‘The Fragile’ Theatre Industry Needs Government Help, Says The Theatre Head
In a statement, Dame Rosemary Squire urged the government to “take immediate action” since the Omicron variant of Coronavirus has affected the productions around the country.
Dame Rosemary, chairman of Trafalgar Entertainment along with Sir Howard Panter, says that the “infectious” new strain of Covid-19 has “caused severe damage to the theater industry.”
In the UK, Trafalgar Entertainment is the second largest theatre company, owning the Trafalgar Theater in the West End, the Olympia Theatre in West London, and HQ Entertainment, a holding company with a portfolio of 14 regional venues.
Dame Rosemary stated: “While we take every precaution to protect our staff, customers, and performers in our theatres, Covid Omicron has caused colossal damage and irreparable harm to the theatre industry.
“During the busiest time of year, performances are now being canceled, and there are Covid outbreaks among cast members and production staff.
“Consumer confidence is plummeting because of this, as well as confusing and contradictory messages from government.
“Government must provide financial support and compensation to our world-eminent theatre, entertainment, and hospitality industries. We are interdependent, but this cannot be accomplished alone.”
Recently, Prime Minister Boris Johnson warned of new controls to stop the spread of Omicron, stating that data is monitored “hour by hour” amid foresees the NHS could be overburdened.
Any new measures must also be considered from an economic standpoint – especially those sectors already suffering from the pandemic.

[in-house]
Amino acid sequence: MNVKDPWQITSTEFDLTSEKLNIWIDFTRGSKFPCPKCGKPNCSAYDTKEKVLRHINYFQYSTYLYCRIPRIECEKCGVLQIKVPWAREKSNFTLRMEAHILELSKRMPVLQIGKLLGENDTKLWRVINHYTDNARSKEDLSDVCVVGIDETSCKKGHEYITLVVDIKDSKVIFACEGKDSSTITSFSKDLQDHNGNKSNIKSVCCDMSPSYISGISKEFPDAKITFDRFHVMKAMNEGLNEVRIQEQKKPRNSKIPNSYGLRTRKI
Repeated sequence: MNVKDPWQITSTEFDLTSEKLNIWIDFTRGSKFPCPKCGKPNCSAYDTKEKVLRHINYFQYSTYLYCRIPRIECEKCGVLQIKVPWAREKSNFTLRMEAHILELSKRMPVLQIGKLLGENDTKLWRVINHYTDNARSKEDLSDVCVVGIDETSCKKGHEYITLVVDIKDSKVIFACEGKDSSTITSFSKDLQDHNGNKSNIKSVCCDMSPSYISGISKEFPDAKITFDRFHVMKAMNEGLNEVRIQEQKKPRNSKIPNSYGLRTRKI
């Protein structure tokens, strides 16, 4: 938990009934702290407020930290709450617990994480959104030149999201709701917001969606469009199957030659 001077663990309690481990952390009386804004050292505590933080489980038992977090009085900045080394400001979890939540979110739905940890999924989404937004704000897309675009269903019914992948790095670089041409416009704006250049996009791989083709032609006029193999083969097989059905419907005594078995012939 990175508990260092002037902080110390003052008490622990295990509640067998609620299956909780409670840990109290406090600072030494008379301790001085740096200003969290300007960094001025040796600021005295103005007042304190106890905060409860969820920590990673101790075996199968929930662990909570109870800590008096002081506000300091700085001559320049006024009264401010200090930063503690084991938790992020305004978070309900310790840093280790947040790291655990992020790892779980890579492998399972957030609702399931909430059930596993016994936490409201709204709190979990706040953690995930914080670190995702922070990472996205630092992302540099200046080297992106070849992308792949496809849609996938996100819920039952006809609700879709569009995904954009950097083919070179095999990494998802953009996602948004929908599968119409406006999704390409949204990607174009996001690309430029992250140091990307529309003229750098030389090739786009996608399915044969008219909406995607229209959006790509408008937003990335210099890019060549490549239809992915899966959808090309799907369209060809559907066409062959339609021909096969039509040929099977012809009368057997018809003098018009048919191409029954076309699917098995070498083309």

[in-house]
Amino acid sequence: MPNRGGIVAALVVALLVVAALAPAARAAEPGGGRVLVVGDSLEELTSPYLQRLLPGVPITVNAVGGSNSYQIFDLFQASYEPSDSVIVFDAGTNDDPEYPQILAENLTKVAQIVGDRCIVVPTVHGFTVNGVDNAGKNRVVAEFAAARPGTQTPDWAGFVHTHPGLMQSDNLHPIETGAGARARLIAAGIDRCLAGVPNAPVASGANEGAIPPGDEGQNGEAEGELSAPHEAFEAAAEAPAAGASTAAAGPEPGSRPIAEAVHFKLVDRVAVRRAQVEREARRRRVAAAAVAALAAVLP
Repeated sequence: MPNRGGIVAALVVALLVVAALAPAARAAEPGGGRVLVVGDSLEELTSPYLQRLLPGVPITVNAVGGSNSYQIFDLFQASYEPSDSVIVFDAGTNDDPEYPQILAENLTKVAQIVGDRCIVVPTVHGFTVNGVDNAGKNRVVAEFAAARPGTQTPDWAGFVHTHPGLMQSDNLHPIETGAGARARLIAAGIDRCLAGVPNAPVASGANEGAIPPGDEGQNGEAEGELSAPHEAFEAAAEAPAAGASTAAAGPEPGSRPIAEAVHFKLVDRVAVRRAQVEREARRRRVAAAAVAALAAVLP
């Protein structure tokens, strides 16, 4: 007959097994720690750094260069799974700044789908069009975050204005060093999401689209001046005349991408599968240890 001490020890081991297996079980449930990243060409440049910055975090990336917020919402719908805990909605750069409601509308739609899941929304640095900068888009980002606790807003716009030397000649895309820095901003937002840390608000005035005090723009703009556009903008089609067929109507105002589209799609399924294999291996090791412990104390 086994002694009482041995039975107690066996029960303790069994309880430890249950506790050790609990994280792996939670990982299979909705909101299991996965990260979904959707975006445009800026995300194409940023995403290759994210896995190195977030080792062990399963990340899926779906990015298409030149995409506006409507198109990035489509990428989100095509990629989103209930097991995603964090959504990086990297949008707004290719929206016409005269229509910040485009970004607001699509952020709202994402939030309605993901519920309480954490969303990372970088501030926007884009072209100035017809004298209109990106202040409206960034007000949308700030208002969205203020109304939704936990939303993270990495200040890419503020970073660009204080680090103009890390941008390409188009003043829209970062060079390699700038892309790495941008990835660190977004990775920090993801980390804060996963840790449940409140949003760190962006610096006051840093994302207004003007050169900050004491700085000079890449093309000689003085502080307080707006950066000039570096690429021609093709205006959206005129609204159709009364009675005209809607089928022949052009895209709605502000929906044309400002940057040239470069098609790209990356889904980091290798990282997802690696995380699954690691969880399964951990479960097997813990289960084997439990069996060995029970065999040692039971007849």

According to him: “We need to be more explicit about some things before moving forward.
“Although we need to act cautiously, we also need to protect the hospitality industry, theaters, and other domains of our incredible entertainment industry that have been hurt.”
His comments followed a string of canceled shows, with The Lion King in the West End being shut down until at least December 28 because of the “consistent Covid absences” among cast and staff.
Musicals based in London include The Book Of Mormon, Come From Away, Cabaret At The Kit Kat Club, and the Dear Evan Hansen, have announced that there will be no performance until late December.
According to Dame Rosemary, lifeline schemes that were “switched off only recently” by the GOVT may “easily be reinstated.”
Among her proposals are a return to 5% VAT on ticket sales and business rates relief for cultural buildings, as well as a broader range of eligibility requirements to the Culture Recovery Fund to make it easier for organizations that previously received funding to apply again.
In July 2020, the Culture Recovery Fund was launched to protect Britain’s cultural, arts, and heritage institutions.
Dame Rosemary continued: “Covid, and its countless variants, will probably be around for a long time, so we will have to learn to live with them.
We must adapt, innovate, and reassure as we look toward 2022 and beyond.”
Another lockdown “would be disastrous without adequate financial support.” She said:
She further added: The economy, livelihoods, and mental health of tens of thousands of people rely on it.
“So it would have a major economic impact. We cannot be left in such a position. We need to protect the arts in times like these – they are a refuge and a joy.”
The director of Hamilton, Les Miserables, and Miss Saigon told BBC NEWS that “the Government should step in and assist the commercial theatre because, for the most part, it has not received any assistance and help from the government.”
So the spokesperson for the Department for Cultural, Media, Digital, and Sport: “We have awarded £1.5 billion in loans and grants from our unprecedented $2 billion Culture Recovery Fund.
“The £300 Million The Culture Recovery Fund is still accepting applications for its third round, supporting the arts, heritage, and creative industries.